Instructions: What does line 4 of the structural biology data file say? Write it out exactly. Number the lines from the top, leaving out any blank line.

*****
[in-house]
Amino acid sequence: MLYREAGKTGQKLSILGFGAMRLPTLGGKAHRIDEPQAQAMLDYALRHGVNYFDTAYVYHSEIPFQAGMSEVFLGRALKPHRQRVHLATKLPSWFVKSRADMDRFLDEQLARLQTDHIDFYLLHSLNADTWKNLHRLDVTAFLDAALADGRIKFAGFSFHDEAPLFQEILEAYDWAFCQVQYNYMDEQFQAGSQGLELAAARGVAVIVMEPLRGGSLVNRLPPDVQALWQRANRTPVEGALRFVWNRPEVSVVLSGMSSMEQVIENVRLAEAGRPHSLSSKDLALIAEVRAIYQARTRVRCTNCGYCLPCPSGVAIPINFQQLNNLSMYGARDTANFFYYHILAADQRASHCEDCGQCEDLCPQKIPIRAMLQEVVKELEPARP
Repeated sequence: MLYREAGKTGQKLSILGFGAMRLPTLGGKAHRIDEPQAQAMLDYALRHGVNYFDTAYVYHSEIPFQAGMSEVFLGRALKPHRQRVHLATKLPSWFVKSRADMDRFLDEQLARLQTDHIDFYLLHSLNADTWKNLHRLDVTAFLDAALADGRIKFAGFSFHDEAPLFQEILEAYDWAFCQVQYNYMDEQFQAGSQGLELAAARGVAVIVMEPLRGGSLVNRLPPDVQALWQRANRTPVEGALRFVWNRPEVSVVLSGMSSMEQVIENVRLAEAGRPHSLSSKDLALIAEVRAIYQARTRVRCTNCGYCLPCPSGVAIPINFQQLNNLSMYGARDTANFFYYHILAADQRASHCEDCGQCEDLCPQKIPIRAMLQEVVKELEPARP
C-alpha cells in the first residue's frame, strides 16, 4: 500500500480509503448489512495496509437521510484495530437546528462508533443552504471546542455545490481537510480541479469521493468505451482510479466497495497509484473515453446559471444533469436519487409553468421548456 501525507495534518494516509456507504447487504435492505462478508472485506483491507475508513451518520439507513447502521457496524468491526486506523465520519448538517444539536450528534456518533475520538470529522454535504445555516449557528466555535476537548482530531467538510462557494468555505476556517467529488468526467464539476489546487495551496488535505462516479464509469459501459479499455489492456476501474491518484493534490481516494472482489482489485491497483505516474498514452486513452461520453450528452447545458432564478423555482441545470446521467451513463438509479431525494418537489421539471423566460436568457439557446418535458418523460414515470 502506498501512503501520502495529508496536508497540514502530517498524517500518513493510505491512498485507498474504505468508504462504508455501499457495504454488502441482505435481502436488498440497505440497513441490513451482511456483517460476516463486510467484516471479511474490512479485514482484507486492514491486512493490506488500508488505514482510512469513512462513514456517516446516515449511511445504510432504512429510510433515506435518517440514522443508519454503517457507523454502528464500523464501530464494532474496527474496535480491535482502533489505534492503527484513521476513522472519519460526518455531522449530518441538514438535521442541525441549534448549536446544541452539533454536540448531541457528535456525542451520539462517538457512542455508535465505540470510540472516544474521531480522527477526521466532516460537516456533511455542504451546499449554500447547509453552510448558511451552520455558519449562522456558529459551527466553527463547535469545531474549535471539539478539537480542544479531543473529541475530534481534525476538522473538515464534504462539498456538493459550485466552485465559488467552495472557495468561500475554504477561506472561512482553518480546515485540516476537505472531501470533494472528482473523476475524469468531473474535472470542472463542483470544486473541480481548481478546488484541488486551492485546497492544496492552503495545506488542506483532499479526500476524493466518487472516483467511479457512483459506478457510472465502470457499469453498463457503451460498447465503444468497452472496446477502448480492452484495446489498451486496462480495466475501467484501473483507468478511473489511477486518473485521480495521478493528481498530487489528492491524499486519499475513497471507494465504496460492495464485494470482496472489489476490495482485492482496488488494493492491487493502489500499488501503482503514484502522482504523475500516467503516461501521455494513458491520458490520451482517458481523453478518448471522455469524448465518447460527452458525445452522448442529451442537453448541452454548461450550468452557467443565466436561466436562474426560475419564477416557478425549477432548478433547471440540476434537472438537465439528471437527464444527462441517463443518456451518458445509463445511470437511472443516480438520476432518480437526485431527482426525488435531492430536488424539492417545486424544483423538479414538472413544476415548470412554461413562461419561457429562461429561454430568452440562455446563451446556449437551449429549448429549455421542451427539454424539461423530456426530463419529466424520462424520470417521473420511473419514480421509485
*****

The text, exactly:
C-alpha cells in the first residue's frame, strides 16, 4: 500500500480509503448489512495496509437521510484495530437546528462508533443552504471546542455545490481537510480541479469521493468505451482510479466497495497509484473515453446559471444533469436519487409553468421548456 501525507495534518494516509456507504447487504435492505462478508472485506483491507475508513451518520439507513447502521457496524468491526486506523465520519448538517444539536450528534456518533475520538470529522454535504445555516449557528466555535476537548482530531467538510462557494468555505476556517467529488468526467464539476489546487495551496488535505462516479464509469459501459479499455489492456476501474491518484493534490481516494472482489482489485491497483505516474498514452486513452461520453450528452447545458432564478423555482441545470446521467451513463438509479431525494418537489421539471423566460436568457439557446418535458418523460414515470 502506498501512503501520502495529508496536508497540514502530517498524517500518513493510505491512498485507498474504505468508504462504508455501499457495504454488502441482505435481502436488498440497505440497513441490513451482511456483517460476516463486510467484516471479511474490512479485514482484507486492514491486512493490506488500508488505514482510512469513512462513514456517516446516515449511511445504510432504512429510510433515506435518517440514522443508519454503517457507523454502528464500523464501530464494532474496527474496535480491535482502533489505534492503527484513521476513522472519519460526518455531522449530518441538514438535521442541525441549534448549536446544541452539533454536540448531541457528535456525542451520539462517538457512542455508535465505540470510540472516544474521531480522527477526521466532516460537516456533511455542504451546499449554500447547509453552510448558511451552520455558519449562522456558529459551527466553527463547535469545531474549535471539539478539537480542544479531543473529541475530534481534525476538522473538515464534504462539498456538493459550485466552485465559488467552495472557495468561500475554504477561506472561512482553518480546515485540516476537505472531501470533494472528482473523476475524469468531473474535472470542472463542483470544486473541480481548481478546488484541488486551492485546497492544496492552503495545506488542506483532499479526500476524493466518487472516483467511479457512483459506478457510472465502470457499469453498463457503451460498447465503444468497452472496446477502448480492452484495446489498451486496462480495466475501467484501473483507468478511473489511477486518473485521480495521478493528481498530487489528492491524499486519499475513497471507494465504496460492495464485494470482496472489489476490495482485492482496488488494493492491487493502489500499488501503482503514484502522482504523475500516467503516461501521455494513458491520458490520451482517458481523453478518448471522455469524448465518447460527452458525445452522448442529451442537453448541452454548461450550468452557467443565466436561466436562474426560475419564477416557478425549477432548478433547471440540476434537472438537465439528471437527464444527462441517463443518456451518458445509463445511470437511472443516480438520476432518480437526485431527482426525488435531492430536488424539492417545486424544483423538479414538472413544476415548470412554461413562461419561457429562461429561454430568452440562455446563451446556449437551449429549448429549455421542451427539454424539461423530456426530463419529466424520462424520470417521473420511473419514480421509485